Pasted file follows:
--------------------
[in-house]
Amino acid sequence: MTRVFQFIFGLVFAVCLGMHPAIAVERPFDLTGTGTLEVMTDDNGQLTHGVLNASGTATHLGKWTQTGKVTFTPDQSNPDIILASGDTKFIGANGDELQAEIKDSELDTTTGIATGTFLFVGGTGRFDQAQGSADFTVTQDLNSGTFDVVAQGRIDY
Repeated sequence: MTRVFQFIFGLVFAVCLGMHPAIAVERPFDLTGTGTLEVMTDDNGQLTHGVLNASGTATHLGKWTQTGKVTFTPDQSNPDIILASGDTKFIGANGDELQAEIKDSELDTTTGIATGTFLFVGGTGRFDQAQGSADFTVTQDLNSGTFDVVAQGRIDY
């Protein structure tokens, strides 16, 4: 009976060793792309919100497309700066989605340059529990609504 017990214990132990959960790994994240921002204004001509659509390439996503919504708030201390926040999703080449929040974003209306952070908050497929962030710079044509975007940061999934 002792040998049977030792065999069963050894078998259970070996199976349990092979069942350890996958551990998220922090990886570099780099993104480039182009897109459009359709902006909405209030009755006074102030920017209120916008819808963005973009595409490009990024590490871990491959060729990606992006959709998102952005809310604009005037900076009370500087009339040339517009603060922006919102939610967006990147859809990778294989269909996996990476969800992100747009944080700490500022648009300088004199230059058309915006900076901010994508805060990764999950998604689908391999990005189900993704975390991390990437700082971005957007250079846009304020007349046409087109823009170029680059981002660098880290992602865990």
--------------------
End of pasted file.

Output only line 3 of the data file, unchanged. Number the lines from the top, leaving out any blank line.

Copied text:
Repeated sequence: MTRVFQFIFGLVFAVCLGMHPAIAVERPFDLTGTGTLEVMTDDNGQLTHGVLNASGTATHLGKWTQTGKVTFTPDQSNPDIILASGDTKFIGANGDELQAEIKDSELDTTTGIATGTFLFVGGTGRFDQAQGSADFTVTQDLNSGTFDVVAQGRIDY